One year before the coronavirus pandemic, Dr. Anthony Fauci attempted to direct the research prowess of the National Institutes of Health (NIH) toward curing what is still a largely incurable and festering global disease: HIV/AIDS. When COVID-19 cases exploded, however, that momentum stopped abruptly. While the world is racing to inject vaccines to defeat coronavirus, Dr. Fauci has renewed the $200 million call to find a cure for HIV/AIDS.
“This collaboration is an ambitious step forward, harnessing the most cutting-edge scientific tools and NIH’s sizable global HIV research infrastructure to one day deliver a cure and end the global HIV pandemic,” said Dr. Fauci when the $200 million joint initiative between NIH and the Gates Foundation was first announced in October 2019. “We aim to go big or go home,” added NIH Director Francis S. Collins, MD, PhD. Shortly thereafter coronavirus derailed the mother of all research plans—until now.
Starting this month the National Institute of Allergy and Infectious Diseases (NIAID), the division of the NIH directed by Dr. Fauci, has begun accepting proposals from the research community for funding to deliver anti-HIV gene therapies, which could cure HIV/AIDS. The renewed commitment was publicly announced in October 2020 and the announcement describes the most significant multi-year funding opportunity focused on curing HIV/AIDS to date, with applications due in March of each year from 2021 to 2023.
Moreover, because the biotechnologies relevant to curing HIV/AIDS and sickle cell disease are often technologically related, the NIH/Gates cure collaboration includes funding to cure both. “This unprecedented collaboration focuses from the get-go on access, scalability, and affordability of advanced gene-based strategies for sickle cell disease and HIV to make sure everybody, everywhere, has the opportunity to be cured, not just those in high-income countries,” says NIH Director Francis S. Collins, MD, PhD. In this country, both HIV/AIDS and sickle cell disease disproportionately affect African Americans. Coronavirus has demonstrated that the time to address our nation’s health inequity is now, as we’ve seen the disproportionate outcomes for the African American community, as well as many other marginalized communities, throughout the pandemic.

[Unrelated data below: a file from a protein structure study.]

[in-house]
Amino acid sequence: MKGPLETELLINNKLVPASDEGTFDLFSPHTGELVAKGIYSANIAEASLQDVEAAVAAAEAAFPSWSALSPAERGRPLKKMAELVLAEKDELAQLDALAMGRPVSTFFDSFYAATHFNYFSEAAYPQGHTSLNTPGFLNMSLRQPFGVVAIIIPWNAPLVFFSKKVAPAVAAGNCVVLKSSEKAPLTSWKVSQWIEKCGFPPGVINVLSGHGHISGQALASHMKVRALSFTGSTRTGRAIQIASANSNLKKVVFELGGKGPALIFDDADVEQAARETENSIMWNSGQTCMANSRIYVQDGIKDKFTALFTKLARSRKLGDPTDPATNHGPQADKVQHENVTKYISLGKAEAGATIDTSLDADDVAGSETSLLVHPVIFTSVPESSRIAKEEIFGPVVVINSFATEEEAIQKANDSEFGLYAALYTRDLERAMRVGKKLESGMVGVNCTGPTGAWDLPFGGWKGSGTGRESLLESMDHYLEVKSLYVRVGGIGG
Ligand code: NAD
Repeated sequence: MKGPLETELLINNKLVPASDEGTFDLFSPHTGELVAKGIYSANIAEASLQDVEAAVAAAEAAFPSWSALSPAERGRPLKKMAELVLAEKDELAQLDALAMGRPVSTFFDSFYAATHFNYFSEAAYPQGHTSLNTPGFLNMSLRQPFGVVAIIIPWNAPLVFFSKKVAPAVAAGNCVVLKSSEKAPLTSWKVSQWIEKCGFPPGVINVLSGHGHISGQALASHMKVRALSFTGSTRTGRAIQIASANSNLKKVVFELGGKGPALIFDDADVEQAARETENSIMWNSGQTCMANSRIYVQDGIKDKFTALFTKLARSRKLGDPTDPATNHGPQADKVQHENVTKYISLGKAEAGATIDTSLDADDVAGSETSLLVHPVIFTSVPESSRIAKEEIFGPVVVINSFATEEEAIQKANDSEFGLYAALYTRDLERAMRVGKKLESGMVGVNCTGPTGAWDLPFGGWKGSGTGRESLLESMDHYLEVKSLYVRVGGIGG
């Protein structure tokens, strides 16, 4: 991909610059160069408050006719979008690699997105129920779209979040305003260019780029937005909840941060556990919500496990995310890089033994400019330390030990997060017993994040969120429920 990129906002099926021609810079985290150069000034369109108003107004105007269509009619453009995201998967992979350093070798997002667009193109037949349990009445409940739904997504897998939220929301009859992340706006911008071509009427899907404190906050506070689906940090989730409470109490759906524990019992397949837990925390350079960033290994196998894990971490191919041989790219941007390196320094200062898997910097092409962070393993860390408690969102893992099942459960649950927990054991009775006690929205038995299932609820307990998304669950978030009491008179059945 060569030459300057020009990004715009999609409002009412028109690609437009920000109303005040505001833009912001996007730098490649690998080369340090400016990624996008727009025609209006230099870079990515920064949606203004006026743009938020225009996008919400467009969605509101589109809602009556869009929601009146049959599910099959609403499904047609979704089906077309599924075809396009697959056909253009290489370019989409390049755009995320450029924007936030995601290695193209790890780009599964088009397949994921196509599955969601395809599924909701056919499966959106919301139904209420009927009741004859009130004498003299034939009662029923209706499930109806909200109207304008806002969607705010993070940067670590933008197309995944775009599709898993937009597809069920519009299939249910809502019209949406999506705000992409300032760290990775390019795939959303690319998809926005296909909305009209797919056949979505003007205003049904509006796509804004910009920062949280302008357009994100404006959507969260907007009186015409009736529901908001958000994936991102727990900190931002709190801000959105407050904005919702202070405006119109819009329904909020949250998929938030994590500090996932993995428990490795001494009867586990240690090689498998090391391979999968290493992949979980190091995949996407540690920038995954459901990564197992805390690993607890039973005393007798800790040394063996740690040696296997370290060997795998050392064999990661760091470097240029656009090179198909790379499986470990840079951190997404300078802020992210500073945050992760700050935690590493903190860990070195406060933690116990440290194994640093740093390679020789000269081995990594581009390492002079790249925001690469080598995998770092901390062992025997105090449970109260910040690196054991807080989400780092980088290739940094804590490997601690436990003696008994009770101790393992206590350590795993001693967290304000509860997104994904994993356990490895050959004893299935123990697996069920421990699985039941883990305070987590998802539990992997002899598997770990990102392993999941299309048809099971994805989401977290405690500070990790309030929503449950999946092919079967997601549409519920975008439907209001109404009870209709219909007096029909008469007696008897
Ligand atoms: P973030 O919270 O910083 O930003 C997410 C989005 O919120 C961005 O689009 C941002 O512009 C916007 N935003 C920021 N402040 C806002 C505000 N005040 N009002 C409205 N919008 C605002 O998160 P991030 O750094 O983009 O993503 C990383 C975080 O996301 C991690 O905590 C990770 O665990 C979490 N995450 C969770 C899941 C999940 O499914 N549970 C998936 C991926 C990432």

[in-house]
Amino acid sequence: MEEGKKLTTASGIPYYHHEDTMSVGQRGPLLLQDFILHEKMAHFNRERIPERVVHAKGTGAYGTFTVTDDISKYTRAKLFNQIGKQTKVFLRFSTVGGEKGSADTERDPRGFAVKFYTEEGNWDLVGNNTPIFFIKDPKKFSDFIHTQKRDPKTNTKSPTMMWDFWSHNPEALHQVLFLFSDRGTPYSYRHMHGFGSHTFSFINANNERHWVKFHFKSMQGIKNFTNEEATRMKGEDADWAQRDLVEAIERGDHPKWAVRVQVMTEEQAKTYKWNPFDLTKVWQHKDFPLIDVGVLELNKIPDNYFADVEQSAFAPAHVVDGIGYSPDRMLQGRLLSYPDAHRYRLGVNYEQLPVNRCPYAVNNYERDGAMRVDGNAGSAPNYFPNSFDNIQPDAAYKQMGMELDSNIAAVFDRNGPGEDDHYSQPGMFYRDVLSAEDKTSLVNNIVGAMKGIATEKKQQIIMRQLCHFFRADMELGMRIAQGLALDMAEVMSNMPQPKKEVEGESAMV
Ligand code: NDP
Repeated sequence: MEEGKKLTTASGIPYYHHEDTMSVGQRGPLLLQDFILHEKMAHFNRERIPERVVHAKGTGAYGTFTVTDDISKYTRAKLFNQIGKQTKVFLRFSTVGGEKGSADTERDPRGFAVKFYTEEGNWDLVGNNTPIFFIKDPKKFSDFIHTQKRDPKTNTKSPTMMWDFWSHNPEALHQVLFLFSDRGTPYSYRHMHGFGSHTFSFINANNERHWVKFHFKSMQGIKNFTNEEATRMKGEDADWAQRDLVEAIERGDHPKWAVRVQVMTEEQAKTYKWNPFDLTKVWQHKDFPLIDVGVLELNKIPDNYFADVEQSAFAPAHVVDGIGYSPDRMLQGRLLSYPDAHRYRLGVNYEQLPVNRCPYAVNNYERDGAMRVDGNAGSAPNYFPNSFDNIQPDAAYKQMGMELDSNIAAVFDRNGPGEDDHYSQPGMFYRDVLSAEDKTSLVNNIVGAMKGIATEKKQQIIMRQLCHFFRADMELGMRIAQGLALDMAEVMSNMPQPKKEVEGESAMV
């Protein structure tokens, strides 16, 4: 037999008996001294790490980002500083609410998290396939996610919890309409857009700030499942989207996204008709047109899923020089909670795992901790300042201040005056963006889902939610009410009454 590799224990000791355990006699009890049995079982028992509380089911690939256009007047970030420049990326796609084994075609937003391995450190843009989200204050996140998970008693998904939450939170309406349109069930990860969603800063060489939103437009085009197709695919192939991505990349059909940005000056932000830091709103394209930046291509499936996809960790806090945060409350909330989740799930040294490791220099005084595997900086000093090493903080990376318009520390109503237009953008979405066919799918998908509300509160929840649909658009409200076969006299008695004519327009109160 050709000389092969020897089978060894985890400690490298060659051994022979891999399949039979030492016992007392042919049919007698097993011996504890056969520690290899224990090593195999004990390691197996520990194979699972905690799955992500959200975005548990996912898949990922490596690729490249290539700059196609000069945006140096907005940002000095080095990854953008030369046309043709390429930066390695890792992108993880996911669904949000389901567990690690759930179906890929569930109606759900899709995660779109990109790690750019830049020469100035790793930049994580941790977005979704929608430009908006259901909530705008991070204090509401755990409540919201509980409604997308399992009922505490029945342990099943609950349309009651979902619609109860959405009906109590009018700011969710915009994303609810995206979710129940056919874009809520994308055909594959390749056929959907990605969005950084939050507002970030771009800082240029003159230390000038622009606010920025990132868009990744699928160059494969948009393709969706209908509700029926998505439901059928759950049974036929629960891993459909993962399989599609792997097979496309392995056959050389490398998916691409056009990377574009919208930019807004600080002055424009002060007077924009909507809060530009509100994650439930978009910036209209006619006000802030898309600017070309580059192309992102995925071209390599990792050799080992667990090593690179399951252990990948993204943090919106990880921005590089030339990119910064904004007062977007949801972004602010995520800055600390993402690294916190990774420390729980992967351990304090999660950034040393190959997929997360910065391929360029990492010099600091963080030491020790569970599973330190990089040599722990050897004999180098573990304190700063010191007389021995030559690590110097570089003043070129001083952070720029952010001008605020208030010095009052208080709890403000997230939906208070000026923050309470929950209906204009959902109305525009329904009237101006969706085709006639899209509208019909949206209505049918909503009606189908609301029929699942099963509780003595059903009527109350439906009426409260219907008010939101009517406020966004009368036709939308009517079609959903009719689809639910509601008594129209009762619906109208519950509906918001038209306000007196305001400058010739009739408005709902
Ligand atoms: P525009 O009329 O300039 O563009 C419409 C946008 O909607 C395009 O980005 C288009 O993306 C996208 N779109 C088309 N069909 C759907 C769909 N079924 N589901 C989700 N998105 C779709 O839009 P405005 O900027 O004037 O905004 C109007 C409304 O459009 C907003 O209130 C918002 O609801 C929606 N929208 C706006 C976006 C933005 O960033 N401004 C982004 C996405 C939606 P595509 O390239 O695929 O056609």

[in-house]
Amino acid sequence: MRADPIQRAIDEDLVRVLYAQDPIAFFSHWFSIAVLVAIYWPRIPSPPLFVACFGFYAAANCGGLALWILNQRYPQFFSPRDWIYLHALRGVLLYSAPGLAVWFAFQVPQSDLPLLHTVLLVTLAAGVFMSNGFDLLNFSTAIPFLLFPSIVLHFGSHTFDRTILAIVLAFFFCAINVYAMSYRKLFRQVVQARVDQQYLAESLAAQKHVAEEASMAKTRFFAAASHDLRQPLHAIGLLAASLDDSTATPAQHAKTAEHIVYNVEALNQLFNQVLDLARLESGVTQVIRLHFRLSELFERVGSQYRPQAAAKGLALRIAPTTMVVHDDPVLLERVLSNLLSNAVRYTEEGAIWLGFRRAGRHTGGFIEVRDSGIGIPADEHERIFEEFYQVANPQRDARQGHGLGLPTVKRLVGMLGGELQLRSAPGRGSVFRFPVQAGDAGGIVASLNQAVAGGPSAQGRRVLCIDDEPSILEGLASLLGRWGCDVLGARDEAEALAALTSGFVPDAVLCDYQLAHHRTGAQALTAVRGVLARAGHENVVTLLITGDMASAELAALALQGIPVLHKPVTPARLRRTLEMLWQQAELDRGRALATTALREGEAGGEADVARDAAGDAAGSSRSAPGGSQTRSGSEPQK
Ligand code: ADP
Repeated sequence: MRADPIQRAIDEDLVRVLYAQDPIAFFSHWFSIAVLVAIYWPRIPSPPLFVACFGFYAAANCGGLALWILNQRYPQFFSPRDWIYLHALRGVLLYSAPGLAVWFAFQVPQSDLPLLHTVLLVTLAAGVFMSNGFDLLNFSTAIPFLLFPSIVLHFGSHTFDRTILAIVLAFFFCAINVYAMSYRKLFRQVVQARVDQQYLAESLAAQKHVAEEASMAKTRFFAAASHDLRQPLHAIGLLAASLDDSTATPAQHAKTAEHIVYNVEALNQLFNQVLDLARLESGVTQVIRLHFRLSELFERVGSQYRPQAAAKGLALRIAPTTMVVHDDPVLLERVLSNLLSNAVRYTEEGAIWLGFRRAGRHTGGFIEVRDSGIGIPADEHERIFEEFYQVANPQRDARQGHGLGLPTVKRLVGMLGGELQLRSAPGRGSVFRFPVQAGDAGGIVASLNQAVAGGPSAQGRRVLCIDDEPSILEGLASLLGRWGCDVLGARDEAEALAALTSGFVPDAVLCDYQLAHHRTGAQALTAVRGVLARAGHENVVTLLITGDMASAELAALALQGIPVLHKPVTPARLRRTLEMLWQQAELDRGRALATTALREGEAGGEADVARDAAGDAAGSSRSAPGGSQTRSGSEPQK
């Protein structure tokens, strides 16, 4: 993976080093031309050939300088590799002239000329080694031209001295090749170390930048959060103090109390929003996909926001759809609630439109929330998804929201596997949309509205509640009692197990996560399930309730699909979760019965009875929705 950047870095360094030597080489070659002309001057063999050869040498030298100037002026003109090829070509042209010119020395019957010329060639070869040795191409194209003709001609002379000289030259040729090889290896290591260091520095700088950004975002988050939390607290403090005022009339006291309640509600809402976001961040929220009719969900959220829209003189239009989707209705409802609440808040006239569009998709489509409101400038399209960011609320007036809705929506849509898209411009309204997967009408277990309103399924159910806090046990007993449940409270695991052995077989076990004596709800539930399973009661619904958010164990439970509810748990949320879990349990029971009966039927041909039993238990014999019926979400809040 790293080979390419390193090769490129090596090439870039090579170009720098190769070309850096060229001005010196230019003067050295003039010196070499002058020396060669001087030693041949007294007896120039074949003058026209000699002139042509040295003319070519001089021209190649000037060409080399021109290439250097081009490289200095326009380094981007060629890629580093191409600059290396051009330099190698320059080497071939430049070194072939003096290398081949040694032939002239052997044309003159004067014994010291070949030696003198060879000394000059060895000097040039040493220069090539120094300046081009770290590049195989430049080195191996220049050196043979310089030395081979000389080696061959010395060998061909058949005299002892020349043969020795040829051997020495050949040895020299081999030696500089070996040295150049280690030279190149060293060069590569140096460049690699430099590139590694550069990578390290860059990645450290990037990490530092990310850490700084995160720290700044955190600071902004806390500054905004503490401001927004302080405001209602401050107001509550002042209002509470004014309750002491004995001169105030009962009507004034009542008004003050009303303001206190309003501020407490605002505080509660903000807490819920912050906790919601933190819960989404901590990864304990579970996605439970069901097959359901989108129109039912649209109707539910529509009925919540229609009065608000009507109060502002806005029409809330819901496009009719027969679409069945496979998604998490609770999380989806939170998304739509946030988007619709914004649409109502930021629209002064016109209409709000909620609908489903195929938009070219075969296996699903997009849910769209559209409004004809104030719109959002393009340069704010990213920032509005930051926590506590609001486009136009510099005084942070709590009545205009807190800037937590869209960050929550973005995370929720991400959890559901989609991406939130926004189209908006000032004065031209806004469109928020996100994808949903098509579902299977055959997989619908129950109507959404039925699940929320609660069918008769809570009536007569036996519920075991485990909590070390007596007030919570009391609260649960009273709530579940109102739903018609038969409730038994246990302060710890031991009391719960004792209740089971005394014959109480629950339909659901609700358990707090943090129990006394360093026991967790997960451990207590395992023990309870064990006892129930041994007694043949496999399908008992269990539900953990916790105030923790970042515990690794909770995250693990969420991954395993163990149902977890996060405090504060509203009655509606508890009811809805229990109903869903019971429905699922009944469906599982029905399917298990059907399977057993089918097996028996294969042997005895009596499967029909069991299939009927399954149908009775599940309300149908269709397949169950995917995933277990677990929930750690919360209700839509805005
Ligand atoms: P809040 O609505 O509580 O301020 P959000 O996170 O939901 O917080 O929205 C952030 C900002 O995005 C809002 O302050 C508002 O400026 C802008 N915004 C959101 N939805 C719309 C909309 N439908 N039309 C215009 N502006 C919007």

An estimated 37 million individuals are currently living with HIV/AIDS worldwide; only two individuals have been cured of AIDS, both recently. Human Immunodeficiency Virus (HIV) binds to, infects, and destroys cells of the human immune system by attaching or “docking” to two proteins, primarily CD4 and CCR5, which are located on the cell surface. Left untreated, HIV depletes the immune system and causes Acquired Immune Deficiency Syndrome (AIDS).
To cure the first two patients of HIV/AIDS, stem cells from naturally HIV resistant donors (who make up less than 1% of the global population) were transplanted into the patients. This required a complex, multi-step process. The next steps relate to taking the science underlying these first two instances of a cure and developing a safe and effective method that may be used to cure all those in need, worldwide.
Two main pathways can be pursued to develop a broadly-applicable cure, ex vivo and in vivo pathways. Ex vivo cell therapy relates to taking a patient’s own stem cells out of their body and using molecular tools to perform “genetic surgery” on the cells to render the cells resistant to HIV, followed by infusing the newly HIV resistant cells back into the same patient where they may grow and give rise to a new, HIV resistant immune system. In vivo cell therapy relates to performing the genetic surgery within patients—without taking their cells out as a first step—delivering the molecular tools directly into the body.
There are multiple academic, biopharmaceutical, and research foundations each developing their own promising biotechnologies to cure HIV/AIDS. At this time, funding and support from donors, foundations and the government are all welcome and necessary to accelerate efforts*. But is it sensible to fight HIV/AIDS in the midst of the coronavirus pandemic?
Make no mistake, HIV/AIDS and coronavirus are different fronts in the same war. Only by sharpening our biotechnological tools by actively and vigorously applying them to develop new vaccines and cures can we strengthen our scientific arsenal against viral outbreaks, including coronavirus.
* Kambiz Shekdar is the president and founder of Research Foundation to Cure AIDS, a 501(c)3 not-for-profit organization with its own biotechnology for in vivo and ex vivo cell therapy and is applying for the NIH and Gates funding to develop a cure that is available to all those in need, regardless of ability to pay.
Editor’s note: A version of this article originally appeared in WestView News.
Rockefeller University alumnus and biotech inventor Kambiz Shekdar, Ph.D., is the founder and president of Research Foundation to Cure AIDS. Contact Kambiz at firstname.lastname@example.org.